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You pay taxes: Why doesn’t General Electric?

Frank Clemente | 4/17/2014, 11:34 a.m.

You pay your fair share of taxes. Small businesses do too. It’s the price we pay to educate our kids, protect our communities and have some security in retirement. Why shouldn’t some of America’s largest corporations pay their fair share too?

Corporations are making record profits. But 111 profitable Fortune 500 companies paid zero federal income taxes in one or more of the past five years, according to a recent report by Citizens for Tax Justice. What’s worse — 26 of them, including Boeing, General Electric and Verizon, paid nothing over the entire five-years. Astoundingly, they got tax refunds instead.

General Electric, which in the past has been the focus of media attention because of its record of paying an extremely low income tax rate, provides a vivid example. GE earned a whopping $27.5 billion in profits between 2008 and 2012, but claimed $3 billion in tax refunds — a federal income tax rate of negative 11 percent.

Put another way, GE paid less in federal income taxes than you paid over five years.

There is talk in Washington about overhauling the tax code. Corporate lobbyists are decrying the top corporate tax rate of 35 percent. They want you to focus on what corporations are supposed to pay instead of what they really pay. That’s because many corporations pay a lot less — averaging little more than half the top rate — 19.4 percent for all 288 companies in the Citizens for Tax Justice report.

CEOs inevitably claim that their companies pay every penny they owe and they are doing nothing illegal. That’s the problem — it’s possible (but not guaranteed) that what they’re doing is perfectly legal. That’s because over the years corporate lobbyists have drilled so many holes into our tax code that it is like Swiss cheese.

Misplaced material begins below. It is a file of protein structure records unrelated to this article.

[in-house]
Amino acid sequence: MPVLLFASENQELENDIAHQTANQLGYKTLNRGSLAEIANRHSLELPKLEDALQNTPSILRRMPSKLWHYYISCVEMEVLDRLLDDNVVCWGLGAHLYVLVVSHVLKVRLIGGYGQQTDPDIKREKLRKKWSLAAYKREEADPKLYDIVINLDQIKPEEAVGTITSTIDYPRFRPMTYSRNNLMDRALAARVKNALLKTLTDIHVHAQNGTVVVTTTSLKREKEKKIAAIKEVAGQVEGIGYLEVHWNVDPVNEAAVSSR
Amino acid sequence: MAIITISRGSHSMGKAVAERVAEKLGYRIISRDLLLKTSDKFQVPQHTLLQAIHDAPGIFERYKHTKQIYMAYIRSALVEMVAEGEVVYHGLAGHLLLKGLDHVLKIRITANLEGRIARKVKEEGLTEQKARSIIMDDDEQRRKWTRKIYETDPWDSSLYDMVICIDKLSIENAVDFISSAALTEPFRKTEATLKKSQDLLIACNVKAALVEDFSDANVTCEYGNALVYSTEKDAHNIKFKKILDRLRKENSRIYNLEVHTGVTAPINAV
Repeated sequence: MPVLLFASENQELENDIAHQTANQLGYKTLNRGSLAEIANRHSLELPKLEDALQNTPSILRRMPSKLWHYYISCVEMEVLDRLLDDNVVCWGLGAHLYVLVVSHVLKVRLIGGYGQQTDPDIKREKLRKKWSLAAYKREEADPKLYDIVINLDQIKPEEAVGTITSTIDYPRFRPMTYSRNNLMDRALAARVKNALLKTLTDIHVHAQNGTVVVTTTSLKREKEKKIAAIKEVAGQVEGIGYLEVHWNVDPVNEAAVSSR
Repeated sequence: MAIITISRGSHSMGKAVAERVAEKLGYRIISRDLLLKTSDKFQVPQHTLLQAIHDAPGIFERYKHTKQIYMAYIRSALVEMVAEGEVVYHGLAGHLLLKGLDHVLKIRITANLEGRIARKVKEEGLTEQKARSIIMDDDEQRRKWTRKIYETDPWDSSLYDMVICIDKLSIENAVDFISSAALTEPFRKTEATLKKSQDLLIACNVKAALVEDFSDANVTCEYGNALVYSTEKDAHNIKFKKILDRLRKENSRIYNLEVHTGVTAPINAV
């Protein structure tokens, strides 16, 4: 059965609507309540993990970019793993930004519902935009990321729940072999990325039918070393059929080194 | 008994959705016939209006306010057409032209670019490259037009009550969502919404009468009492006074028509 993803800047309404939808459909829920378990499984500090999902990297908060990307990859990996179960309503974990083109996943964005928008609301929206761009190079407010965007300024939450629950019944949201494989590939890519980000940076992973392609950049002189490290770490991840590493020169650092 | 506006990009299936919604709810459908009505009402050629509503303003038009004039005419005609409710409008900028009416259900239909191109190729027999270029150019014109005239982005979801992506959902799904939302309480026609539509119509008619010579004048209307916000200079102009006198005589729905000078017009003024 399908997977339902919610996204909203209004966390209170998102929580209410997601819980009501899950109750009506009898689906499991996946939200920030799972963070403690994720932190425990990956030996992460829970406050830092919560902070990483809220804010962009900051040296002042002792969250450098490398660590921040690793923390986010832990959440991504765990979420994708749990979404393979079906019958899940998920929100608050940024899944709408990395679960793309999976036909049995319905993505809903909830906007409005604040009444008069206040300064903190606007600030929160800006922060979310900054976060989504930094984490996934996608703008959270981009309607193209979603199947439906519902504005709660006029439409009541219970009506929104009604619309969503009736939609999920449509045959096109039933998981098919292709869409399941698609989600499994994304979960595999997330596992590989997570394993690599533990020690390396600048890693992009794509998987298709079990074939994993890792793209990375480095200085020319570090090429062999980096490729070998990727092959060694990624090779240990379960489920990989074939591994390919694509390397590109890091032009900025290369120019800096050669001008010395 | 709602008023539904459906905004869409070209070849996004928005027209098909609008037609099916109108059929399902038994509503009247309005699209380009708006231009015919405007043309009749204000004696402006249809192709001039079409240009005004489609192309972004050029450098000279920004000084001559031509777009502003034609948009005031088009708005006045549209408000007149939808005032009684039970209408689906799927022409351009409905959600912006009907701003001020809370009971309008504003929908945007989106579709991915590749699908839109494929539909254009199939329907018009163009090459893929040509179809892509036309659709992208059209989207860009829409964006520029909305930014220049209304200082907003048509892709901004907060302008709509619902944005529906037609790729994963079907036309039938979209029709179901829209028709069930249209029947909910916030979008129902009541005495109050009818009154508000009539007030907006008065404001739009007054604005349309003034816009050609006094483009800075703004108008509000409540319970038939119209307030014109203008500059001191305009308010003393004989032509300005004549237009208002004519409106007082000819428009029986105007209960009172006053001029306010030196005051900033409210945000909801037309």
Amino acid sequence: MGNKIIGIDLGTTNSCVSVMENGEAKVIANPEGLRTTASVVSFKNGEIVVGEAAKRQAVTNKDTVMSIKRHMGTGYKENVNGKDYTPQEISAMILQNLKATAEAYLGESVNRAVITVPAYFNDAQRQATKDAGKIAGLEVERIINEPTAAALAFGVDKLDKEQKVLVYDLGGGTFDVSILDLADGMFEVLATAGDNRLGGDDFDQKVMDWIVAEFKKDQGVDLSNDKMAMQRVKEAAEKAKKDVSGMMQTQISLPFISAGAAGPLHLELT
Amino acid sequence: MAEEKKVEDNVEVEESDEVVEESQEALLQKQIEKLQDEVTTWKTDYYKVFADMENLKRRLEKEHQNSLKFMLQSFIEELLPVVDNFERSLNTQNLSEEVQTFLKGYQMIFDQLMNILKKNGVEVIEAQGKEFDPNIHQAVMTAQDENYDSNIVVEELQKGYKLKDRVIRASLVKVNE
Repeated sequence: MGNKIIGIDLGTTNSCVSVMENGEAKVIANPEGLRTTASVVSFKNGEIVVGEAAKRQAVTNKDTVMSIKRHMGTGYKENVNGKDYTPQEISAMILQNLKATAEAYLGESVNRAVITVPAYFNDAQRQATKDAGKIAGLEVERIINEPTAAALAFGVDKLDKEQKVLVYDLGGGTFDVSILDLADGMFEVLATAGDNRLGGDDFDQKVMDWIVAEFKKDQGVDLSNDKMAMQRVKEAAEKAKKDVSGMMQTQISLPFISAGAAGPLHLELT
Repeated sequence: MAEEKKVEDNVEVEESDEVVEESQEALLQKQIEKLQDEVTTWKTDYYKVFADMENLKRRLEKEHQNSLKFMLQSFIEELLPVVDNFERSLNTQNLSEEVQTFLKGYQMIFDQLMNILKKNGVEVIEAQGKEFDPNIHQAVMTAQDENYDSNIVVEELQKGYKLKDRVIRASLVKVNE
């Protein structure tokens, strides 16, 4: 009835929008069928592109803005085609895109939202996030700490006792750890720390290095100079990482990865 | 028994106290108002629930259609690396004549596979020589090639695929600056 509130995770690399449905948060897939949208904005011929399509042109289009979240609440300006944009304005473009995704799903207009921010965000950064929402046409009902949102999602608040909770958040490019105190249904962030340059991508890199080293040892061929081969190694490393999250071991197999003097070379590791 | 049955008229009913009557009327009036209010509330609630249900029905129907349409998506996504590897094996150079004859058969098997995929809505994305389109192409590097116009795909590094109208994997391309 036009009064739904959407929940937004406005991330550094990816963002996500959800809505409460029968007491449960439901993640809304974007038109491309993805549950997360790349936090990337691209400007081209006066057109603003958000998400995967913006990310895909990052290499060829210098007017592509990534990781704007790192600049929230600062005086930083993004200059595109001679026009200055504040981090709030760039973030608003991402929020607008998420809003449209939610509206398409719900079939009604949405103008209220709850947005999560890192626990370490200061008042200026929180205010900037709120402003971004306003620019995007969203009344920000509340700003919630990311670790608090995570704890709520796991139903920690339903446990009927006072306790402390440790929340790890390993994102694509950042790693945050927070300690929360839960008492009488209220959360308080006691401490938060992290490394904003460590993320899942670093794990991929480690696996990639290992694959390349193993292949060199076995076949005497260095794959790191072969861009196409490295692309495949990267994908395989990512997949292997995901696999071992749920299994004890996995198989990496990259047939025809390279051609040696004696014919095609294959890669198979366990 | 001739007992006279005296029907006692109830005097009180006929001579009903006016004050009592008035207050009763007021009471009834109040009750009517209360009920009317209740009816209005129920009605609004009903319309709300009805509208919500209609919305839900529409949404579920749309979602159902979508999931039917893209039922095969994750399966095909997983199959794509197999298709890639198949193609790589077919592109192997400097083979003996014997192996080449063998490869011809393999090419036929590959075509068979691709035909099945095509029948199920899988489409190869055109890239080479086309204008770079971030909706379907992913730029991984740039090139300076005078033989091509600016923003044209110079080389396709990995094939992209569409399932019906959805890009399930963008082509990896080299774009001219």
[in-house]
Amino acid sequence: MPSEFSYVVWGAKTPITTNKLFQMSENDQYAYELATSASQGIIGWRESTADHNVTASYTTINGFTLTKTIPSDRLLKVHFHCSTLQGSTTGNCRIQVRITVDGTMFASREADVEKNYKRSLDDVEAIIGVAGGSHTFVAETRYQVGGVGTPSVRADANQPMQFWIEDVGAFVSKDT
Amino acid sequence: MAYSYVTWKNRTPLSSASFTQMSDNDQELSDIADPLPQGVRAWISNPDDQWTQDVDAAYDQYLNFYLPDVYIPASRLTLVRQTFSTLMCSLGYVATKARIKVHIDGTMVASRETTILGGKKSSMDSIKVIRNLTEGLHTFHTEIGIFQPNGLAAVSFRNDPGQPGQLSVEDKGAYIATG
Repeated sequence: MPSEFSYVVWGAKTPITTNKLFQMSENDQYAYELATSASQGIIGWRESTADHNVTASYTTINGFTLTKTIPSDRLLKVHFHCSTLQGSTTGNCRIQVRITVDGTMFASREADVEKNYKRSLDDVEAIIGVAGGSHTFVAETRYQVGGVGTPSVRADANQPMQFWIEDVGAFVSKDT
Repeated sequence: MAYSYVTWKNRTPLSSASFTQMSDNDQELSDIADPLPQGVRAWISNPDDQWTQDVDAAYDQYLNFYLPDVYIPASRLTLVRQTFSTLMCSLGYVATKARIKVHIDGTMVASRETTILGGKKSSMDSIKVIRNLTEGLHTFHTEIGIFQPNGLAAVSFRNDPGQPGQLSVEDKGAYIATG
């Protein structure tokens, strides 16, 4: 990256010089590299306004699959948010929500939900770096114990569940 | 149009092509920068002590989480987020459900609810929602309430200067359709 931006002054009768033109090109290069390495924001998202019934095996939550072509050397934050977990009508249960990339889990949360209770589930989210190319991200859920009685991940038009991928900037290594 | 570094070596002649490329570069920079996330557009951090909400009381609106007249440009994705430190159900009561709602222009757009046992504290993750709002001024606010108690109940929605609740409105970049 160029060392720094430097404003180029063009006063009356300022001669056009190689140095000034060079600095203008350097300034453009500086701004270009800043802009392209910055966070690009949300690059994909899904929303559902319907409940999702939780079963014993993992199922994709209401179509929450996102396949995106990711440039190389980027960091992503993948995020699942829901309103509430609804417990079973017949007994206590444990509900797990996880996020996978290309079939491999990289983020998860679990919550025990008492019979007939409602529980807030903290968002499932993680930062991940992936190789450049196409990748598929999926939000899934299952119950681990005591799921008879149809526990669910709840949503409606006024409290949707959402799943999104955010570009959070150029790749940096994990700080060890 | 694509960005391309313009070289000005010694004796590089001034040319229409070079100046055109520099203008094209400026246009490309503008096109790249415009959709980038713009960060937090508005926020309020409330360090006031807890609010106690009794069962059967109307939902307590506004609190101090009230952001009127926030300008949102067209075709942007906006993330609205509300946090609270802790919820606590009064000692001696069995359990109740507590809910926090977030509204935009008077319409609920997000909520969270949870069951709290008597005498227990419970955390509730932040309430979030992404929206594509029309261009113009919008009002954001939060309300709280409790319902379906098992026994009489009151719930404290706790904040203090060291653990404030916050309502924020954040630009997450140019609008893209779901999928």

Some of the loopholes defy logic — like the tax break for companies that give their CEOs lavish “performance-based” bonuses. Others are outrageous — like a tax break for companies that shuttle their executives in corporate jets. And some are an insult to working Americans — like a special low tax rate for Wall Street hedge fund managers.

But one of the most outrageous tax loopholes of all is the one that has helped GE be such a good tax dodger. It enables Wall Street banks and other corporations with large financial units — like GE — to make it appear that profits earned in the United States were generated in offshore tax havens like the Cayman Islands. It’s as if you laundered your paycheck through the Caribbean to avoid paying U.S. taxes.

Lobbyists are twisting arms on Capitol Hill to try to save the “GE Loophole,” which expired last year. A recent report by Americans for Tax Fairness and Public Campaign shows that at least 292 lobbyists pressed members of Congress on this issue in the past three years. GE alone pays 48 lobbyists to lobby for the loophole. It cares so much about the loophole that its tax department chief once got down on his knees to pretend to beg Congressional staffers to save it.